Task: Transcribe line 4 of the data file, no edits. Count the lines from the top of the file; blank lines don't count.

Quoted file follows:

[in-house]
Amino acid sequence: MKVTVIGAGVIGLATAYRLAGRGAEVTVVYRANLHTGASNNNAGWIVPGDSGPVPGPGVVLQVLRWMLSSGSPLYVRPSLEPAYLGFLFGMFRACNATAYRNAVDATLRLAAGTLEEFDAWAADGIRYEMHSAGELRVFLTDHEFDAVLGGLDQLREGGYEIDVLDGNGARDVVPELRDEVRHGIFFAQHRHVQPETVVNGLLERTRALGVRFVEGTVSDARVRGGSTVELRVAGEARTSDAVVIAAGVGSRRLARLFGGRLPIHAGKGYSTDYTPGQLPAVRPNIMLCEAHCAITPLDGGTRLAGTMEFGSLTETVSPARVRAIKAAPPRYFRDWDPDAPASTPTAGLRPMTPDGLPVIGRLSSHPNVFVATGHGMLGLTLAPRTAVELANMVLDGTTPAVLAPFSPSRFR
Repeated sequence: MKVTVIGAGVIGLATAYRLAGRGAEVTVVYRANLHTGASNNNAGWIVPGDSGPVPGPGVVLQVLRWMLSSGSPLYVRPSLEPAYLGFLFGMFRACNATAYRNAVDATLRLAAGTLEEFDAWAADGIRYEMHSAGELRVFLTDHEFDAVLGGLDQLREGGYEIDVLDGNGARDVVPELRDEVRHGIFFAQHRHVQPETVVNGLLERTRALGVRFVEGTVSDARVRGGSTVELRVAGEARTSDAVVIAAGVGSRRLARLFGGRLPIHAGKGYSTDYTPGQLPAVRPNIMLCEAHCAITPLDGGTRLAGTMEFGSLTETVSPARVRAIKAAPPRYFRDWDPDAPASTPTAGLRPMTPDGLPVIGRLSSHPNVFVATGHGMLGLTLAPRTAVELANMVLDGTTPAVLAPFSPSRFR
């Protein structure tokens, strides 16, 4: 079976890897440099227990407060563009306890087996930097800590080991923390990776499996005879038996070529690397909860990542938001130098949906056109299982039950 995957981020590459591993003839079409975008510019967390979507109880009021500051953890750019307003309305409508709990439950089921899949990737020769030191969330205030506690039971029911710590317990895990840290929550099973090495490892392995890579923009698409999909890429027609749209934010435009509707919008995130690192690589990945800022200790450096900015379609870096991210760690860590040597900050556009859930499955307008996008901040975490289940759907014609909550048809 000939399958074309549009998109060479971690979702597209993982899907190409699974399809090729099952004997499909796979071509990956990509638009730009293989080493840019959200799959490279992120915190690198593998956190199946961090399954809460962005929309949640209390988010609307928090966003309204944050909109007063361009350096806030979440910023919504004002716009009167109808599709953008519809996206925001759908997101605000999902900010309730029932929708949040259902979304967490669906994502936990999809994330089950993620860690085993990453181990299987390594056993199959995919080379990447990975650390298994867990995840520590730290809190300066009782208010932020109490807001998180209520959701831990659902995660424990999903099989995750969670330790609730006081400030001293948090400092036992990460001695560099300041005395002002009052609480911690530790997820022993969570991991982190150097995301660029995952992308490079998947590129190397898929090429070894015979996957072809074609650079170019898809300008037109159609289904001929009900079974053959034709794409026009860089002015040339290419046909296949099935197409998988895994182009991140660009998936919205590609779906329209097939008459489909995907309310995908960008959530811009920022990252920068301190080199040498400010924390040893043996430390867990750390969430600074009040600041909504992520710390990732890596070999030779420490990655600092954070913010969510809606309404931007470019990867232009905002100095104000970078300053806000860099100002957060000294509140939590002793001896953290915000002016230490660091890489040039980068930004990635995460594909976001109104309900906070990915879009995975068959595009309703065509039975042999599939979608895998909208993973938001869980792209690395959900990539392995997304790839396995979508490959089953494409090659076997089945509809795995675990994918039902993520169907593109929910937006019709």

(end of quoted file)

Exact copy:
């Protein structure tokens, strides 16, 4: 079976890897440099227990407060563009306890087996930097800590080991923390990776499996005879038996070529690397909860990542938001130098949906056109299982039950 995957981020590459591993003839079409975008510019967390979507109880009021500051953890750019307003309305409508709990439950089921899949990737020769030191969330205030506690039971029911710590317990895990840290929550099973090495490892392995890579923009698409999909890429027609749209934010435009509707919008995130690192690589990945800022200790450096900015379609870096991210760690860590040597900050556009859930499955307008996008901040975490289940759907014609909550048809 000939399958074309549009998109060479971690979702597209993982899907190409699974399809090729099952004997499909796979071509990956990509638009730009293989080493840019959200799959490279992120915190690198593998956190199946961090399954809460962005929309949640209390988010609307928090966003309204944050909109007063361009350096806030979440910023919504004002716009009167109808599709953008519809996206925001759908997101605000999902900010309730029932929708949040259902979304967490669906994502936990999809994330089950993620860690085993990453181990299987390594056993199959995919080379990447990975650390298994867990995840520590730290809190300066009782208010932020109490807001998180209520959701831990659902995660424990999903099989995750969670330790609730006081400030001293948090400092036992990460001695560099300041005395002002009052609480911690530790997820022993969570991991982190150097995301660029995952992308490079998947590129190397898929090429070894015979996957072809074609650079170019898809300008037109159609289904001929009900079974053959034709794409026009860089002015040339290419046909296949099935197409998988895994182009991140660009998936919205590609779906329209097939008459489909995907309310995908960008959530811009920022990252920068301190080199040498400010924390040893043996430390867990750390969430600074009040600041909504992520710390990732890596070999030779420490990655600092954070913010969510809606309404931007470019990867232009905002100095104000970078300053806000860099100002957060000294509140939590002793001896953290915000002016230490660091890489040039980068930004990635995460594909976001109104309900906070990915879009995975068959595009309703065509039975042999599939979608895998909208993973938001869980792209690395959900990539392995997304790839396995979508490959089953494409090659076997089945509809795995675990994918039902993520169907593109929910937006019709």